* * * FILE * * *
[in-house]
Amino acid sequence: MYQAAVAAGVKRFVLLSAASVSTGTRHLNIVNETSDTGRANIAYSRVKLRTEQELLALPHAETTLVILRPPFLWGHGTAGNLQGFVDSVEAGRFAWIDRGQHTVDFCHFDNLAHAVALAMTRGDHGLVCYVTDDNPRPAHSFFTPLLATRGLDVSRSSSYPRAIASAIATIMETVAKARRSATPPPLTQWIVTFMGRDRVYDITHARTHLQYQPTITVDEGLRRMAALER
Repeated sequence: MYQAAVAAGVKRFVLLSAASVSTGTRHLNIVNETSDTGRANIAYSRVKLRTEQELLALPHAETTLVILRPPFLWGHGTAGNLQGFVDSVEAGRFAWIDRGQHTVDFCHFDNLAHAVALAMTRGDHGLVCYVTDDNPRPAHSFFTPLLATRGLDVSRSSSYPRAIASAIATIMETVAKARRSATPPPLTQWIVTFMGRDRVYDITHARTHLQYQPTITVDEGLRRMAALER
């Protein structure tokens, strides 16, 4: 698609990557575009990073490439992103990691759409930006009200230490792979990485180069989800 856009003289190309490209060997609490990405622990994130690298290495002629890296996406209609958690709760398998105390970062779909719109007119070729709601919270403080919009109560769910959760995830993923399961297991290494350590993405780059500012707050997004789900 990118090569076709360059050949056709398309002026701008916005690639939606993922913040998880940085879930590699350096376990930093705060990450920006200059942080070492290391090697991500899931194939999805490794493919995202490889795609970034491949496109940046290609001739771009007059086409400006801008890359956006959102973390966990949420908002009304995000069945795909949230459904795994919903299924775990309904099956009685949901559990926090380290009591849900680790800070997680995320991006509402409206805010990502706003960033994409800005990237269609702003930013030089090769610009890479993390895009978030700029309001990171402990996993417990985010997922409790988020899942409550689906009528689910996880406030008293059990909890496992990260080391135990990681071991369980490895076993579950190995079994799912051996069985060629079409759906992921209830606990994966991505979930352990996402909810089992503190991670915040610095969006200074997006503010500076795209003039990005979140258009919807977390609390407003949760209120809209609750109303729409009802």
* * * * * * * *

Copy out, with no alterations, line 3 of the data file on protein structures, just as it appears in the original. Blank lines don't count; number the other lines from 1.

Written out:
Repeated sequence: MYQAAVAAGVKRFVLLSAASVSTGTRHLNIVNETSDTGRANIAYSRVKLRTEQELLALPHAETTLVILRPPFLWGHGTAGNLQGFVDSVEAGRFAWIDRGQHTVDFCHFDNLAHAVALAMTRGDHGLVCYVTDDNPRPAHSFFTPLLATRGLDVSRSSSYPRAIASAIATIMETVAKARRSATPPPLTQWIVTFMGRDRVYDITHARTHLQYQPTITVDEGLRRMAALER